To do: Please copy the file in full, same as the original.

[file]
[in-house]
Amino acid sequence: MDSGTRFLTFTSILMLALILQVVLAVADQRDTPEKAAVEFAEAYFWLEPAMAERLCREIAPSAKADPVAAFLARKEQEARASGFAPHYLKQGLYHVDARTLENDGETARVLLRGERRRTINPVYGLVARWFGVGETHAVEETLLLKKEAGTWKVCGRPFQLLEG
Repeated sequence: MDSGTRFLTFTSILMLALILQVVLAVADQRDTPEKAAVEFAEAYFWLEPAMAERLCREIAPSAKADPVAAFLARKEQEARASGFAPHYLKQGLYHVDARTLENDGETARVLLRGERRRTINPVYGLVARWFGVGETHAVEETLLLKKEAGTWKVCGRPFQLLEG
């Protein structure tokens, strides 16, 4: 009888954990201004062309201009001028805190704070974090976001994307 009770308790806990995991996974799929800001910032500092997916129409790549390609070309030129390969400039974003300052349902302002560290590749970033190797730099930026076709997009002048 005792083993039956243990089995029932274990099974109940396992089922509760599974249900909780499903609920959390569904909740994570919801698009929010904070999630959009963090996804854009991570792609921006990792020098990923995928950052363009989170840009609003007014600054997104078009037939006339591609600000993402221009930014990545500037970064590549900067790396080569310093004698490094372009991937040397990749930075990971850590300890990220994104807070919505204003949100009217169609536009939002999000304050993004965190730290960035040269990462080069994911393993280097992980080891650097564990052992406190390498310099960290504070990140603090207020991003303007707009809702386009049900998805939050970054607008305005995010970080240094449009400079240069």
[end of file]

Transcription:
[in-house]
Amino acid sequence: MDSGTRFLTFTSILMLALILQVVLAVADQRDTPEKAAVEFAEAYFWLEPAMAERLCREIAPSAKADPVAAFLARKEQEARASGFAPHYLKQGLYHVDARTLENDGETARVLLRGERRRTINPVYGLVARWFGVGETHAVEETLLLKKEAGTWKVCGRPFQLLEG
Repeated sequence: MDSGTRFLTFTSILMLALILQVVLAVADQRDTPEKAAVEFAEAYFWLEPAMAERLCREIAPSAKADPVAAFLARKEQEARASGFAPHYLKQGLYHVDARTLENDGETARVLLRGERRRTINPVYGLVARWFGVGETHAVEETLLLKKEAGTWKVCGRPFQLLEG
């Protein structure tokens, strides 16, 4: 009888954990201004062309201009001028805190704070974090976001994307 009770308790806990995991996974799929800001910032500092997916129409790549390609070309030129390969400039974003300052349902302002560290590749970033190797730099930026076709997009002048 005792083993039956243990089995029932274990099974109940396992089922509760599974249900909780499903609920959390569904909740994570919801698009929010904070999630959009963090996804854009991570792609921006990792020098990923995928950052363009989170840009609003007014600054997104078009037939006339591609600000993402221009930014990545500037970064590549900067790396080569310093004698490094372009991937040397990749930075990971850590300890990220994104807070919505204003949100009217169609536009939002999000304050993004965190730290960035040269990462080069994911393993280097992980080891650097564990052992406190390498310099960290504070990140603090207020991003303007707009809702386009049900998805939050970054607008305005995010970080240094449009400079240069």